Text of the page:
PubDate: Thu, 26 Mar 2020 18:25:19 GMT
       
  • Volume 30 Issue 3 - Safety solutions on mixed use urban arterial roads

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      Abstract: Turner, Blair; Partridge, Rob; Turner, Shane; Corben, Bruce; Woolley, Jeremy; Stokes, Chris; Oxley, Jennifer; Stephan, Karen; Steinmetz, Lisa
      Urban arterials and intersections account for a large proportion of high severity crashes in Australia and New Zealand, particularly involving vulnerable road users. Safety gains appear to be slower in these 'mixed use' environments than in other areas. Austroads commissioned research to help identify solutions that might be applied on mixed use arterial roads to improve safety through the provision of Safe System infrastructure.

      The project involved assessment of six case studies around Australia and New Zealand. Concept designs were developed for each of the routes based on analysis of safety issues and the likely safety benefits were assessed. This paper presents information on the safety solutions identified, as well as the broader issues that need to be considered when addressing safety on mixed use urban arterial roads.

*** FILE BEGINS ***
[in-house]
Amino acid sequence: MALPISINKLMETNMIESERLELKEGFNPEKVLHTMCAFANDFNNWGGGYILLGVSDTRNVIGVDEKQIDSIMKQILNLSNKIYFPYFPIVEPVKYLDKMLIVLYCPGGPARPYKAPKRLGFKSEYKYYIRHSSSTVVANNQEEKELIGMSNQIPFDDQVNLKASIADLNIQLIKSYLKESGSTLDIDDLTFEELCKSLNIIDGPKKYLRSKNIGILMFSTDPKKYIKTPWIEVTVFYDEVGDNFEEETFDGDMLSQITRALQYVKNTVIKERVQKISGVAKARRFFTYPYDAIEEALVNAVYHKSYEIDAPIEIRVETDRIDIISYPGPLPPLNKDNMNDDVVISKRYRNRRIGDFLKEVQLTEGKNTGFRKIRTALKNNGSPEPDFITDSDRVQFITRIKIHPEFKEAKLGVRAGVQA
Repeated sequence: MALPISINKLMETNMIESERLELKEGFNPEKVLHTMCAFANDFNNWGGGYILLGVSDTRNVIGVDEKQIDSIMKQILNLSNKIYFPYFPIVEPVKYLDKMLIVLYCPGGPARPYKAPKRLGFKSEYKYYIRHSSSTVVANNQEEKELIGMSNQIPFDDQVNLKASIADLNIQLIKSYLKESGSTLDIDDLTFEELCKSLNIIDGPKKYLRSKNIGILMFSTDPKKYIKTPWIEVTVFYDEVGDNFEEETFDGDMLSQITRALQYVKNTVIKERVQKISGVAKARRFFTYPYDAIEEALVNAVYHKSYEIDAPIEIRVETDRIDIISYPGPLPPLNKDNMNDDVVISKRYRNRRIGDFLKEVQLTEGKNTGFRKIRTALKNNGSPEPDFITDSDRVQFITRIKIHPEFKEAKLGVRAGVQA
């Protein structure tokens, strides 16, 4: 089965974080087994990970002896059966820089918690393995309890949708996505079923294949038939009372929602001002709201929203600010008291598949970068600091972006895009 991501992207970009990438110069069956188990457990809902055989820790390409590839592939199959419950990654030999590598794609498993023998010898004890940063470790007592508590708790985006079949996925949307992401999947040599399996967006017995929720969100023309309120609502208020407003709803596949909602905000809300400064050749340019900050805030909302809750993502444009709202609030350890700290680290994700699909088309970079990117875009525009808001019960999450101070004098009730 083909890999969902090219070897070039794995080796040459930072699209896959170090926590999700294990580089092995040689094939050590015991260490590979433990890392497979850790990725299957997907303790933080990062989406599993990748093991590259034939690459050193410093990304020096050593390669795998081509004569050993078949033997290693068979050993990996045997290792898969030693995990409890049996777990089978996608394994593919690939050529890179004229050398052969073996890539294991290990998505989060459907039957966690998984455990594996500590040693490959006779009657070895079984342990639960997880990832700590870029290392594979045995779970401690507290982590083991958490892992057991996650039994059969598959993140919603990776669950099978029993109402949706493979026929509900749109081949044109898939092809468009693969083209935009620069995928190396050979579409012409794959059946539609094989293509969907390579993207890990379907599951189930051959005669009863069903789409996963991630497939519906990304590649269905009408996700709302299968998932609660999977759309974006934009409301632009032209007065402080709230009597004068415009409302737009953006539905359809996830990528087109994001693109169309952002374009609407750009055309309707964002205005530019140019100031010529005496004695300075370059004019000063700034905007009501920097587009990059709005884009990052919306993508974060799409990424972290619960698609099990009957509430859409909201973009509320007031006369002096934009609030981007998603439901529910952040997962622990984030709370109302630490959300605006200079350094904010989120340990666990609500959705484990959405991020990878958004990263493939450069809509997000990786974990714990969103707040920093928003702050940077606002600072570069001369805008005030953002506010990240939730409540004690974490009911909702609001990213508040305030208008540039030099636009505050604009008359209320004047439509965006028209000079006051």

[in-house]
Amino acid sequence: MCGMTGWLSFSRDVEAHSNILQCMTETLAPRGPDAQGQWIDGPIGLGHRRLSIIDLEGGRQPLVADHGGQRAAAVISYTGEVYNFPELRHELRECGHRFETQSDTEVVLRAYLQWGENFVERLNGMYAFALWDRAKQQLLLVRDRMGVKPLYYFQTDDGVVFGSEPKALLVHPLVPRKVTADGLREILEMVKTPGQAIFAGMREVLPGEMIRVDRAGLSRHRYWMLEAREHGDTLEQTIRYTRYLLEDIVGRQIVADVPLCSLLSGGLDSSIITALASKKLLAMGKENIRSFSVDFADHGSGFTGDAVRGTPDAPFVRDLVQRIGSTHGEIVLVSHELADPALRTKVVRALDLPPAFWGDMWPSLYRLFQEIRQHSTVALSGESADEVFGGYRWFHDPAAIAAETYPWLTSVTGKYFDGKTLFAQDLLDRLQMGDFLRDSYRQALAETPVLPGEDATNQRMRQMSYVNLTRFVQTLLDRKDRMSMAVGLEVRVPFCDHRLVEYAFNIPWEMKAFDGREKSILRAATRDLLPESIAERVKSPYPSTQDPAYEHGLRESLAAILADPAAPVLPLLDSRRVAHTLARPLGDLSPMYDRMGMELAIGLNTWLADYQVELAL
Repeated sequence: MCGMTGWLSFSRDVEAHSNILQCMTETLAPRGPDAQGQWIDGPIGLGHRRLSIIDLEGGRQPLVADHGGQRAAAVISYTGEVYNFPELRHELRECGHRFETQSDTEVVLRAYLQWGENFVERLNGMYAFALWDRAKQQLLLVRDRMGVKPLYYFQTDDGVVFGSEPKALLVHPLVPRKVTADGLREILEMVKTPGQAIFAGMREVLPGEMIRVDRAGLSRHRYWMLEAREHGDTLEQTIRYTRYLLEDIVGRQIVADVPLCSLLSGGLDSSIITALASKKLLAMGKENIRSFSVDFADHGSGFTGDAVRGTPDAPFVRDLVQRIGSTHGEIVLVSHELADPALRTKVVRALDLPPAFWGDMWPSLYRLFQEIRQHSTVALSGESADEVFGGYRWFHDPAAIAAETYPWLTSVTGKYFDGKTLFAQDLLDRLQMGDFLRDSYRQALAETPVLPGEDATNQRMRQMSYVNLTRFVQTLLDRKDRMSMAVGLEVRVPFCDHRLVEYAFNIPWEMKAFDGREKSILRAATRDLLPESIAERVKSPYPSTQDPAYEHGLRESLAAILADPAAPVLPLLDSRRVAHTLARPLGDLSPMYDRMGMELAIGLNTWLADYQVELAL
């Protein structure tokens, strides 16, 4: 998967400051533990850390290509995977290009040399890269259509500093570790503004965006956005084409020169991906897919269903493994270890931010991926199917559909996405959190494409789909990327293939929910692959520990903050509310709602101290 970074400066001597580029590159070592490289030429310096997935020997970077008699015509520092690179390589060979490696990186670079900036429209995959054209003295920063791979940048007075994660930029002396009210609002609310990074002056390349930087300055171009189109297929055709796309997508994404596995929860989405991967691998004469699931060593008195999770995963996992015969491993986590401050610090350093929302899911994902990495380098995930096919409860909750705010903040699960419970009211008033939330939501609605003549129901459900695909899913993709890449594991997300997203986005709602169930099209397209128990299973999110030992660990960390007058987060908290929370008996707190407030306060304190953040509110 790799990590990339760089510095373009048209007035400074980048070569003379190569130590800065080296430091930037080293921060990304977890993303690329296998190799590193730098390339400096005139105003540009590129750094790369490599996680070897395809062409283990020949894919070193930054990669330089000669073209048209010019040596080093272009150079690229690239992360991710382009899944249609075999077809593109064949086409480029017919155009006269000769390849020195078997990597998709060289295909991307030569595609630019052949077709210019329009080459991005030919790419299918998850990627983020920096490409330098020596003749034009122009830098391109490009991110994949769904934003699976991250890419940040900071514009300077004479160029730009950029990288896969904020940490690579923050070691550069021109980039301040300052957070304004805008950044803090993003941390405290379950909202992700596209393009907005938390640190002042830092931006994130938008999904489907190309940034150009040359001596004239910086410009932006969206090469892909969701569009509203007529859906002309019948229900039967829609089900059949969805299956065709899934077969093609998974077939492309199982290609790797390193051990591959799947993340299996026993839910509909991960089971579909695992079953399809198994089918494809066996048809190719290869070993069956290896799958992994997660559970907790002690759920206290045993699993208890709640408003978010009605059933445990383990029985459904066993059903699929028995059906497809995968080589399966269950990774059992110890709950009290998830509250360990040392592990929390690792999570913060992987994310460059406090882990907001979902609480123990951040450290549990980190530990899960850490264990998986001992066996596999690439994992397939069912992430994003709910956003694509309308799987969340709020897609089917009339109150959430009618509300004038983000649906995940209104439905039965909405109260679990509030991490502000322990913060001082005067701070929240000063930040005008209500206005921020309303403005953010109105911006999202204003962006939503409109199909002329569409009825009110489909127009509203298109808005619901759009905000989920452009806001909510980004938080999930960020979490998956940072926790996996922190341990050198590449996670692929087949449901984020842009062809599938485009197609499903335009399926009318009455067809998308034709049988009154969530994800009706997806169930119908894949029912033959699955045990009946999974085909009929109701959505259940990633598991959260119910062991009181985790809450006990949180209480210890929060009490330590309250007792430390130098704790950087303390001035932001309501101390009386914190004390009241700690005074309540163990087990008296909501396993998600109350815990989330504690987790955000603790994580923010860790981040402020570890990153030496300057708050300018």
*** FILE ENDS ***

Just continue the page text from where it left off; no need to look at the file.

PubDate: Thu, 26 Mar 2020 18:25:19 GMT
       
  • Volume 30 Issue 3 - ACRS news

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      PubDate: Thu, 26 Mar 2020 18:25:19 GMT
       
  • Volume 30 Issue 3 - ACRS chapter reports

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      PubDate: Thu, 26 Mar 2020 18:25:19 GMT
       
  • Volume 30 Issue 3 - Diary

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      PubDate: Thu, 26 Mar 2020 18:25:19 GMT
       
  • Volume 30 Issue 3 - Contemporary guidance on management of road safety
           audits

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      Abstract: Karndacharuk, Auttapone; Hillier, Paul
      Although there is good awareness of road safety audit as a proactive technique for identifying and mitigating road safety related risks throughout Australasia and internationally, local practices in procuring, managing and conducting audits can vary between jurisdictions. This paper provides an overview of recent policy developments and practical guidance in managing road safety audits in Australia and New Zealand

      Based on the update (Austroads 2019) of Austroads Guide to Road Safety Part 6 (AGRS), the guidance aims at maximizing alignment with Safe System principles by integrating them into the audit process. This is achieved through improved awareness of practitioners new to the principles and concepts (especially project clients and project managers) and promoting the conduct of audits to realise their harm minimisation benefits.

      PubDate: Thu, 26 Mar 2020 18:25:19 GMT
       
  • Volume 30 Issue 3 - Road traffic fatalities in Malawi: The role of
           pedestrian behaviour factors

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      Abstract: Ngwira, Gibson Mpokonyoka; Bolaane, Benjamin; Parida, Bhagabat P